Basic Camp (CIET)

3rd Regiment CIET reflects on CST during recovery

FORT KNOX, Ky. – 3rd Regiment of Cadet Initial Entry Training (CIET) gets a day for well-needed mental and physical recovery July 11, after their Leadership Field Training Exercise.

“Coming off of the field, I feel mentally and physically stronger. Because of the ROTC program, I felt as though I knew a lot when I came here, but being in the field and doing the drills expanded my knowledge base and taught me a lot more than I thought I knew. I definitely feel like it was helpful,” said Cdt. Jacqueline Krawiec of James Madison University.

The Cadets were put under extreme conditions during the two weeks they spent conducting missions.

Sgt. John Fisher, based out of Lynchburg Virginia, helps Cdt. Nathan Pernot, Virginia Military Institute, clean his weapon before returning it during the recovery process. This was also a time for Cadets to relax and recover themselves after the long mission in the field with the 3rd Regiment Cadet Initial Entry Traninig (CIET) at Fort Knox, Ky., July ll..Photo by: Trent Taylor.

Sgt. John Fisher, based out of Lynchburg Virginia, helps Cdt. Nathan Pernot, Virginia Military Institute, clean his weapon before returning it during the recovery process. This was also a time for Cadets to relax and recover themselves after the long mission in the field with the 3rd Regiment Cadet Initial Entry Traninig (CIET) at Fort Knox, Ky., July ll..Photo by: Trent Taylor.

“We didn’t get a lot of sleep so the sleep deprivation was a huge shock to those that have never experienced it before. The bugs and the rain were the biggest things that bothered me,” said Cdt. Joshua Kuric, Norwich University.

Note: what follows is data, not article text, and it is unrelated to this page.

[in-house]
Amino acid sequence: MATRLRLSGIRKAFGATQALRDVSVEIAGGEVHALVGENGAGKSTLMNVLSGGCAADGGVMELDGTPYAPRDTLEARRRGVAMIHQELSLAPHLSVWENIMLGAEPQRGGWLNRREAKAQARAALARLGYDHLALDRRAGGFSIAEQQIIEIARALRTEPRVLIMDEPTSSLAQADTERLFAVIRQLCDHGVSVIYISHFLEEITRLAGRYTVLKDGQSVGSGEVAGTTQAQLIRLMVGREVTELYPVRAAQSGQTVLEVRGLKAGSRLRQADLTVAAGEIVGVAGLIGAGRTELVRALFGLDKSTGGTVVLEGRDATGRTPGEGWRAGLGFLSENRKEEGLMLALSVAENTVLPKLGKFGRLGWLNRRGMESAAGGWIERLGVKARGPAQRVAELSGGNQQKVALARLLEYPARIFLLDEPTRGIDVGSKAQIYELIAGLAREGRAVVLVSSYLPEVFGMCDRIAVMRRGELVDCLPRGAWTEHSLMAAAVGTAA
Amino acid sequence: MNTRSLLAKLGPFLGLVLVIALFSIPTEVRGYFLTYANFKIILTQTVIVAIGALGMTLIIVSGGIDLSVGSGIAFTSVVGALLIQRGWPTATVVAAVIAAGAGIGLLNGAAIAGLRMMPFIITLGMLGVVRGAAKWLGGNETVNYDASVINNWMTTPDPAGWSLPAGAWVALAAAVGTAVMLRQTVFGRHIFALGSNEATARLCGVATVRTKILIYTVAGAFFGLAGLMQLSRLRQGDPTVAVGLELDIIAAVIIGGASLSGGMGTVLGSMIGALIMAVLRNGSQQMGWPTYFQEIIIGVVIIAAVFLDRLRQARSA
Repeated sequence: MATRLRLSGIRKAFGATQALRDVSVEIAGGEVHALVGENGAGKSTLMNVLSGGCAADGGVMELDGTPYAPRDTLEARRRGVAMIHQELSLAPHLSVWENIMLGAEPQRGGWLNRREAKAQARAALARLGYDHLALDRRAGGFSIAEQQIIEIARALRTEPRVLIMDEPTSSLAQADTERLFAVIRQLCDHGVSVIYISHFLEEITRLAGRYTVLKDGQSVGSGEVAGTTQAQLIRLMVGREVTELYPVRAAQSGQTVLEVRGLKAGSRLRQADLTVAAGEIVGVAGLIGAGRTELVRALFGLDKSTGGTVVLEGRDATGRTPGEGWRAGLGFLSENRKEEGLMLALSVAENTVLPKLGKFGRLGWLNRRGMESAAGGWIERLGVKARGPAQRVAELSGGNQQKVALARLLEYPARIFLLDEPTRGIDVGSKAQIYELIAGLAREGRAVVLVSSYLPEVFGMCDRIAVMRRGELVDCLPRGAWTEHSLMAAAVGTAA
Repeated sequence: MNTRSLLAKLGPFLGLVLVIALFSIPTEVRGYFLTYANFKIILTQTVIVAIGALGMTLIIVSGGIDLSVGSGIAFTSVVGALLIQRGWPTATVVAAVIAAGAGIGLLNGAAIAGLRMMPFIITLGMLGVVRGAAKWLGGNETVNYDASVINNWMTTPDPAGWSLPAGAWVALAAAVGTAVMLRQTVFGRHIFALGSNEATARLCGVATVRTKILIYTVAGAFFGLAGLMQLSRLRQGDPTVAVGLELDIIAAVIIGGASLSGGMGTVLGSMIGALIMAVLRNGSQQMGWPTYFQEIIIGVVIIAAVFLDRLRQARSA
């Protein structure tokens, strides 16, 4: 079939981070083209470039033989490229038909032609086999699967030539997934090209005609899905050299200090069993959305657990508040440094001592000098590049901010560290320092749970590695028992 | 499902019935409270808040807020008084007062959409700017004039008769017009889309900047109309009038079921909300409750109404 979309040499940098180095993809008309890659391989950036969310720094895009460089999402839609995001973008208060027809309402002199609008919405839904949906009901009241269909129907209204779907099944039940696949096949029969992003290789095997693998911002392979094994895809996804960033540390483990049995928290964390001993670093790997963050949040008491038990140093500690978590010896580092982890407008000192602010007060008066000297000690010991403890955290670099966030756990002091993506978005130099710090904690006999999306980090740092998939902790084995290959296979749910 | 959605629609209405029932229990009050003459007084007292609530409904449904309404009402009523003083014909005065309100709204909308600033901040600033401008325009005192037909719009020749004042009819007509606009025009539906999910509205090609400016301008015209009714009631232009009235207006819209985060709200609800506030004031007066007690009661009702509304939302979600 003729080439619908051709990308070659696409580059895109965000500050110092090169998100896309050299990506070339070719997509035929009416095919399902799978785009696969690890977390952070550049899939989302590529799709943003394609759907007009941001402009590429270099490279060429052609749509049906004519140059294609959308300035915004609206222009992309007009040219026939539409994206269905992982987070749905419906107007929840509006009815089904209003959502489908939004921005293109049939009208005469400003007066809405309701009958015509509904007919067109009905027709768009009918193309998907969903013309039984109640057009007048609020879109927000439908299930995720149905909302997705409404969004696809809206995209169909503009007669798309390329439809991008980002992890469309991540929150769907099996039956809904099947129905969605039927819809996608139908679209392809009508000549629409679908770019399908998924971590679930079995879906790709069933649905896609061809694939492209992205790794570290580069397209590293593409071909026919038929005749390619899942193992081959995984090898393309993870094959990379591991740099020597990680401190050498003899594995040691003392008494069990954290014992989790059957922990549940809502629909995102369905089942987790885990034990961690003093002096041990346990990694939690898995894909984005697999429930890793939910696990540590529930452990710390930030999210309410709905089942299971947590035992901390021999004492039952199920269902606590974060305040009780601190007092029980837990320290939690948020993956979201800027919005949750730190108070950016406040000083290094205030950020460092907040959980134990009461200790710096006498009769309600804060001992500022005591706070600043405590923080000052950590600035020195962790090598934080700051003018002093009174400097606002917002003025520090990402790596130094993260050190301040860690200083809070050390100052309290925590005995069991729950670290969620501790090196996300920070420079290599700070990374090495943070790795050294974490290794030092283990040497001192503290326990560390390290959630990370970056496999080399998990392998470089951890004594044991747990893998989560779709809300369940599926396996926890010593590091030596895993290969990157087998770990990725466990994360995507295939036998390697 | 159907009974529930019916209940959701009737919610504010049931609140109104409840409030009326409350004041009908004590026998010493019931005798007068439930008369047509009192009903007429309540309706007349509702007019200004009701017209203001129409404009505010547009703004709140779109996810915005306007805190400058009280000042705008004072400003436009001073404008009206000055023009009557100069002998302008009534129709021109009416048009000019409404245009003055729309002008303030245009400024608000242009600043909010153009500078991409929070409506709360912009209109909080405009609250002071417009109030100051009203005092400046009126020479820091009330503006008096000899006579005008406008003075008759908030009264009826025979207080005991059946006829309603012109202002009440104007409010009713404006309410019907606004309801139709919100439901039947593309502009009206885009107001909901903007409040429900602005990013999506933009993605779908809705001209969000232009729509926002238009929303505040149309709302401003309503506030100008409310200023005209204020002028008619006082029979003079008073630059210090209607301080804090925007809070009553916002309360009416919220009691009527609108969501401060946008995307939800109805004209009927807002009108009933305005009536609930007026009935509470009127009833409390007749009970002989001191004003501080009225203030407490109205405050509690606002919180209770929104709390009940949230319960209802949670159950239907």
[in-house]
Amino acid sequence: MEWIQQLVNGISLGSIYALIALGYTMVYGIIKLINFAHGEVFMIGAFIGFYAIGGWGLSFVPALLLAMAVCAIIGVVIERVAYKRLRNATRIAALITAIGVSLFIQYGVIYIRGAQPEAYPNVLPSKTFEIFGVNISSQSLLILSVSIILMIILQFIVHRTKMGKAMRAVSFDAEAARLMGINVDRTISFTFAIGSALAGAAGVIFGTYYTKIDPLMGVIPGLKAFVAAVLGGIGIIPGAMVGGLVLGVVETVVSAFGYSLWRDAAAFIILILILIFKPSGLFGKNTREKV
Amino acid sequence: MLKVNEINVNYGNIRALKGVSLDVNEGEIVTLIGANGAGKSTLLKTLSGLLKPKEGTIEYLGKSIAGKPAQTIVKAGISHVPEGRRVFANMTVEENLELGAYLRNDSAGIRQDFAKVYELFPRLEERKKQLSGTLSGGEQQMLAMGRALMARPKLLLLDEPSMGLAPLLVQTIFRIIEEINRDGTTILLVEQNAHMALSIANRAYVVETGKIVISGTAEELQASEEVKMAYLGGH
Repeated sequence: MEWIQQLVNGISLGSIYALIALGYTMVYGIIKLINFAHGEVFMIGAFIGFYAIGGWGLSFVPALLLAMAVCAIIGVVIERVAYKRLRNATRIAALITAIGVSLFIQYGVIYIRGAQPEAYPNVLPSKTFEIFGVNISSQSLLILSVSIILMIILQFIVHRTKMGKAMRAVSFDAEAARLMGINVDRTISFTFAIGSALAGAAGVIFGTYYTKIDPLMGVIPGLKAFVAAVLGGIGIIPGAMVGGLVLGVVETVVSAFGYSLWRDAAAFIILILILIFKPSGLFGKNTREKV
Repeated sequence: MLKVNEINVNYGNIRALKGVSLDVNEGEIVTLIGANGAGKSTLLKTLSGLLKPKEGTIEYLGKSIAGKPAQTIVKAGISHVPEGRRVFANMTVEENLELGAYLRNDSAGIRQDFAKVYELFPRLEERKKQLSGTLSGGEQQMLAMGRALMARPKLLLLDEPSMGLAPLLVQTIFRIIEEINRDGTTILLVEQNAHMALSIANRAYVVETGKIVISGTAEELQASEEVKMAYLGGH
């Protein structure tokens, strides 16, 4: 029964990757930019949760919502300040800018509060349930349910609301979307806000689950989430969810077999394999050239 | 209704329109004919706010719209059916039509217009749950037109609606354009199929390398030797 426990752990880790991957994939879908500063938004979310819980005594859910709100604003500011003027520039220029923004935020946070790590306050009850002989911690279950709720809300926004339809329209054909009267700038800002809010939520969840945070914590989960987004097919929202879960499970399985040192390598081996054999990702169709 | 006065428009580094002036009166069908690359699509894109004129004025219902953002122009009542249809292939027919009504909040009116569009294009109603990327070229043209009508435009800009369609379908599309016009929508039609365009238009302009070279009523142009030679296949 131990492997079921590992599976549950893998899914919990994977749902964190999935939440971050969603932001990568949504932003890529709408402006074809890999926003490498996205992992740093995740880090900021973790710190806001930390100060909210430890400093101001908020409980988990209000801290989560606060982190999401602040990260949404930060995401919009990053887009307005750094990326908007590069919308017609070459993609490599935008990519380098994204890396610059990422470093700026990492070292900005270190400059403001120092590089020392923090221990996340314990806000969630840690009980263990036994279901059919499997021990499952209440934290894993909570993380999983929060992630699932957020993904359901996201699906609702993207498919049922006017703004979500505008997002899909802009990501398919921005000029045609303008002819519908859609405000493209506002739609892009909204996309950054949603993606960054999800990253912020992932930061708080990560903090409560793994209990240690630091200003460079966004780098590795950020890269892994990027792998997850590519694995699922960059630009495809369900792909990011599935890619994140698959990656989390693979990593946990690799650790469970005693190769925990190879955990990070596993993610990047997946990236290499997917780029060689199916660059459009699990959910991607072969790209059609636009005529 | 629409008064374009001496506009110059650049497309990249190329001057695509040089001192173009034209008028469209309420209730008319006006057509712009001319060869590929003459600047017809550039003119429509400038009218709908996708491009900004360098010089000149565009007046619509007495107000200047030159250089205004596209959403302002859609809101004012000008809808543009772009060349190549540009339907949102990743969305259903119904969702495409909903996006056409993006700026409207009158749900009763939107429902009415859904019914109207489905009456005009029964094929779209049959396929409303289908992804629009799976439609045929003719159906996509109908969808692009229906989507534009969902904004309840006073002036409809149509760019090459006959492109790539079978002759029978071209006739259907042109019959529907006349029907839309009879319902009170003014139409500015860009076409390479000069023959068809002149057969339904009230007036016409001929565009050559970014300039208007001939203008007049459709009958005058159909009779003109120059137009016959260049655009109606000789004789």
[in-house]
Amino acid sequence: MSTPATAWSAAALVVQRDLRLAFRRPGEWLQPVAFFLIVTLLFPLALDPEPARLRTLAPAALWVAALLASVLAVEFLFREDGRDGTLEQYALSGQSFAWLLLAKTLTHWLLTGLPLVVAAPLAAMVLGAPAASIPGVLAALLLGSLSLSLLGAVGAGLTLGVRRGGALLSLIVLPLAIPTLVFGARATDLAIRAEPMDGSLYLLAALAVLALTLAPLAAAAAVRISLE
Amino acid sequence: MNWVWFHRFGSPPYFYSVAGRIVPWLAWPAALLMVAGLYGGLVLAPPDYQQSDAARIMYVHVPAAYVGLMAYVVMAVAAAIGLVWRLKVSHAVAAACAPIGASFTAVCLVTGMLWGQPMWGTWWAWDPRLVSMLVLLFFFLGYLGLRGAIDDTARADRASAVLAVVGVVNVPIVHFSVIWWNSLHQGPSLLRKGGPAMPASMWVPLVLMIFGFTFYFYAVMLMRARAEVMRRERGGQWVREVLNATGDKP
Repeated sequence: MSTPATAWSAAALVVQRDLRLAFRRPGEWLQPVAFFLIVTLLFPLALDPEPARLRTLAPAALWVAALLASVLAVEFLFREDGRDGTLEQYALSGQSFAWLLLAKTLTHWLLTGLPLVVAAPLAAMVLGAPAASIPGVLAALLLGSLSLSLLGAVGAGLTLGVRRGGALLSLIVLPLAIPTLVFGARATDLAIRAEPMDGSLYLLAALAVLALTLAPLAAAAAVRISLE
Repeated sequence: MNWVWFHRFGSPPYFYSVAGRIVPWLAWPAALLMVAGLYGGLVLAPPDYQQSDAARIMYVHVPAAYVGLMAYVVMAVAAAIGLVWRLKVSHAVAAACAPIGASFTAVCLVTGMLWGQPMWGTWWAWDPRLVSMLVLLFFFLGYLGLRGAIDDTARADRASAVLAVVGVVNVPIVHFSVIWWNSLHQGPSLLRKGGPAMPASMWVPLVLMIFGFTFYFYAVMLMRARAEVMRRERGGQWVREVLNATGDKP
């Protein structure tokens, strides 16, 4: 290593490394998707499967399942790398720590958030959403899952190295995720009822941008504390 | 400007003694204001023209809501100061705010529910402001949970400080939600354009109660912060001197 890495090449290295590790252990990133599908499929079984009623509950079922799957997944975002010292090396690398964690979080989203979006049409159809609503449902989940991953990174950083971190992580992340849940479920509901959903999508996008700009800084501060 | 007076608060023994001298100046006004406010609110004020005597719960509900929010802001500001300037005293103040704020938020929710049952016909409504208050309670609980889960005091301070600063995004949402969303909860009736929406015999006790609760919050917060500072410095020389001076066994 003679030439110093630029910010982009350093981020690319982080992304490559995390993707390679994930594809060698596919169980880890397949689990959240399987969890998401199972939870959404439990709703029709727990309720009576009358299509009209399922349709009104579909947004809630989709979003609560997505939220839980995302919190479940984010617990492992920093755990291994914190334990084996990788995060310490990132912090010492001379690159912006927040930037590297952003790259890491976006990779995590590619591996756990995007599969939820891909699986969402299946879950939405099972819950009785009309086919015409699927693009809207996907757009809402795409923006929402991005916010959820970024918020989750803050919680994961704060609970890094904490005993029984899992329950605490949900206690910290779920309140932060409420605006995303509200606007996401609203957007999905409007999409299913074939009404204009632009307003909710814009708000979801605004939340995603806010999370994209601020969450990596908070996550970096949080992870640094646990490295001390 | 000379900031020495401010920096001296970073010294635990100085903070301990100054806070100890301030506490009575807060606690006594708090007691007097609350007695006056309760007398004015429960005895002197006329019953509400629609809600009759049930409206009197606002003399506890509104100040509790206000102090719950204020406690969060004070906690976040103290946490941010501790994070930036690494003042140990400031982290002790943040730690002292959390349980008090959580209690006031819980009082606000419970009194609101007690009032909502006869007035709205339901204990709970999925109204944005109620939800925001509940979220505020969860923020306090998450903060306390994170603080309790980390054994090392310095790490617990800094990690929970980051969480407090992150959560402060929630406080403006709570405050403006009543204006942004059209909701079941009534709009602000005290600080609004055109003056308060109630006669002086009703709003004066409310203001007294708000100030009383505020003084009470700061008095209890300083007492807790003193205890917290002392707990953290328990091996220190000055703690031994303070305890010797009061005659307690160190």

Cdt. Jacquelynn Watson, Iowa State University, is happy to sleep more soundly.

“It’s a relief to be out of the field because we don’t have to be on guard at night, ready for attack. We get to let our guard down and sleep a little easier.”

Though out of the field, Kuric states they still have to uphold their Army bearing.

“Being out of the field, we have to remember to keep our military bearing … remember the salute to the flag and calls, things we didn’t do a lot in the mission environment.”

Despite the stress of the field, Krawiec recalls the lessons she learned.

“I learned teamwork and communication. And trust. That’s the backbone of the way we, as a squad, team and Army run. It’s one of the most important things.”

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Cadets with the 3rd Regiment Cadet Initial Entry Training (CIET) begin the process of completing their training. Today they cleaned and returned their weapons during this time Cadets also had some time to relax before graduation that is a week from today at Fort Knox, Ky., July 11. Photo by: Trent Taylor

During the recovery period, the Cadets turn-in the weapons they were issued upon arrival and clean their field equipment. The following week is their last before they graduate on July 18.

“It’s nostalgic because we had to come here to receive the equipment, but I am ready to go even though we’ve only been here for three weeks. I keep thinking about home,” Watson shared.

Though their time in CIET is coming to a close, the Cadets have more experiential opportunities available through the ROTC program.

“I’m looking forward to learning more about the Army, gaining more leadership experience and knowledge. Actually experiencing the Army life is a unique opportunity that I’m excited to have,” stated Krawiec.

Reflecting on her time at Fort Knox for Cadet Summer Training, Kraweic had this to say.

“Overall, I think CIET is a good program and I’ve really enjoyed it so far. Too bad it’s coming to a close and everyone is ready to go home, but it’s been fun.”

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Sydney Davenport

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